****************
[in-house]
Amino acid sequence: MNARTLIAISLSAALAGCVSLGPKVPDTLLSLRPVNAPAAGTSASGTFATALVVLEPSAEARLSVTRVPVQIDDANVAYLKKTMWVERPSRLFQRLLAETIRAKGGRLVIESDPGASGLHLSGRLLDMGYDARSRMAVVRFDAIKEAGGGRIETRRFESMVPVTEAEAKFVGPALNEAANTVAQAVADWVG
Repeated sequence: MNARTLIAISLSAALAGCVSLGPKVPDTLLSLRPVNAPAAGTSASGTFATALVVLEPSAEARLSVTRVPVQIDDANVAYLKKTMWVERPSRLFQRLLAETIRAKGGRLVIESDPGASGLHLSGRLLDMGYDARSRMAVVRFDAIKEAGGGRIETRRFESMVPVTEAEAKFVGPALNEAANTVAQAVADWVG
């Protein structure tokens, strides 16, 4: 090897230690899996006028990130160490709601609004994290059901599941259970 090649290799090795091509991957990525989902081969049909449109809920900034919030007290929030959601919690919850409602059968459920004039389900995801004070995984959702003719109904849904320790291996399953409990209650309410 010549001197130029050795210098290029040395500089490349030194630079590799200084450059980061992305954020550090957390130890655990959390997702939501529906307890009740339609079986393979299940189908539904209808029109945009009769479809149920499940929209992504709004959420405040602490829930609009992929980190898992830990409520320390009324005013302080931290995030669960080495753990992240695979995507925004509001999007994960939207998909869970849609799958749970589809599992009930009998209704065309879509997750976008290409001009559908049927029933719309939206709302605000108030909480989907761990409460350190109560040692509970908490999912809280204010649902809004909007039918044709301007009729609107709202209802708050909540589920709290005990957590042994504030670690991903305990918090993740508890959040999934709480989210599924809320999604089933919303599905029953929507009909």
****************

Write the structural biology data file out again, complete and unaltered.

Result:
[in-house]
Amino acid sequence: MNARTLIAISLSAALAGCVSLGPKVPDTLLSLRPVNAPAAGTSASGTFATALVVLEPSAEARLSVTRVPVQIDDANVAYLKKTMWVERPSRLFQRLLAETIRAKGGRLVIESDPGASGLHLSGRLLDMGYDARSRMAVVRFDAIKEAGGGRIETRRFESMVPVTEAEAKFVGPALNEAANTVAQAVADWVG
Repeated sequence: MNARTLIAISLSAALAGCVSLGPKVPDTLLSLRPVNAPAAGTSASGTFATALVVLEPSAEARLSVTRVPVQIDDANVAYLKKTMWVERPSRLFQRLLAETIRAKGGRLVIESDPGASGLHLSGRLLDMGYDARSRMAVVRFDAIKEAGGGRIETRRFESMVPVTEAEAKFVGPALNEAANTVAQAVADWVG
């Protein structure tokens, strides 16, 4: 090897230690899996006028990130160490709601609004994290059901599941259970 090649290799090795091509991957990525989902081969049909449109809920900034919030007290929030959601919690919850409602059968459920004039389900995801004070995984959702003719109904849904320790291996399953409990209650309410 010549001197130029050795210098290029040395500089490349030194630079590799200084450059980061992305954020550090957390130890655990959390997702939501529906307890009740339609079986393979299940189908539904209808029109945009009769479809149920499940929209992504709004959420405040602490829930609009992929980190898992830990409520320390009324005013302080931290995030669960080495753990992240695979995507925004509001999007994960939207998909869970849609799958749970589809599992009930009998209704065309879509997750976008290409001009559908049927029933719309939206709302605000108030909480989907761990409460350190109560040692509970908490999912809280204010649902809004909007039918044709301007009729609107709202209802708050909540589920709290005990957590042994504030670690991903305990918090993740508890959040999934709480989210599924809320999604089933919303599905029953929507009909």